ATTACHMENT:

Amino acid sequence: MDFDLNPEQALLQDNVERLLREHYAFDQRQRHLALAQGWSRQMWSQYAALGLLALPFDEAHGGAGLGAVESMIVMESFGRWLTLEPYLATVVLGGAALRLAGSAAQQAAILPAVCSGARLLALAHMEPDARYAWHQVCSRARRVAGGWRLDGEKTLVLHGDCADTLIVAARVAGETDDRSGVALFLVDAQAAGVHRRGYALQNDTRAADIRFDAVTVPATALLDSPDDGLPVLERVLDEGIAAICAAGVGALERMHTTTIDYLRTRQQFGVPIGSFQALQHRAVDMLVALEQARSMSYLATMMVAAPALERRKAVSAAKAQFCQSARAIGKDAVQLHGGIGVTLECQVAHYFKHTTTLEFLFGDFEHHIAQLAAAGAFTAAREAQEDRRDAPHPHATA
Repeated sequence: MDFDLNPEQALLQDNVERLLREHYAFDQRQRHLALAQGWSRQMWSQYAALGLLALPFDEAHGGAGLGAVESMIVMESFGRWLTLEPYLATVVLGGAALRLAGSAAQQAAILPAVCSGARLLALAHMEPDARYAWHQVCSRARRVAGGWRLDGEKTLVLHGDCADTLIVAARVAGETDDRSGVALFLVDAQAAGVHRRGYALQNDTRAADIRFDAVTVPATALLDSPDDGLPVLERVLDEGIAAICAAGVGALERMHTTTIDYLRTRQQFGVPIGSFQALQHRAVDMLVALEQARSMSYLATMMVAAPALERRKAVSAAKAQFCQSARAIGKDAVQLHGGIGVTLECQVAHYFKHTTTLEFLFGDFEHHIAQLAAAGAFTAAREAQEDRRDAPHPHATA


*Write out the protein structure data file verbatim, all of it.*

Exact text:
Amino acid sequence: MDFDLNPEQALLQDNVERLLREHYAFDQRQRHLALAQGWSRQMWSQYAALGLLALPFDEAHGGAGLGAVESMIVMESFGRWLTLEPYLATVVLGGAALRLAGSAAQQAAILPAVCSGARLLALAHMEPDARYAWHQVCSRARRVAGGWRLDGEKTLVLHGDCADTLIVAARVAGETDDRSGVALFLVDAQAAGVHRRGYALQNDTRAADIRFDAVTVPATALLDSPDDGLPVLERVLDEGIAAICAAGVGALERMHTTTIDYLRTRQQFGVPIGSFQALQHRAVDMLVALEQARSMSYLATMMVAAPALERRKAVSAAKAQFCQSARAIGKDAVQLHGGIGVTLECQVAHYFKHTTTLEFLFGDFEHHIAQLAAAGAFTAAREAQEDRRDAPHPHATA
Repeated sequence: MDFDLNPEQALLQDNVERLLREHYAFDQRQRHLALAQGWSRQMWSQYAALGLLALPFDEAHGGAGLGAVESMIVMESFGRWLTLEPYLATVVLGGAALRLAGSAAQQAAILPAVCSGARLLALAHMEPDARYAWHQVCSRARRVAGGWRLDGEKTLVLHGDCADTLIVAARVAGETDDRSGVALFLVDAQAAGVHRRGYALQNDTRAADIRFDAVTVPATALLDSPDDGLPVLERVLDEGIAAICAAGVGALERMHTTTIDYLRTRQQFGVPIGSFQALQHRAVDMLVALEQARSMSYLATMMVAAPALERRKAVSAAKAQFCQSARAIGKDAVQLHGGIGVTLECQVAHYFKHTTTLEFLFGDFEHHIAQLAAAGAFTAAREAQEDRRDAPHPHATA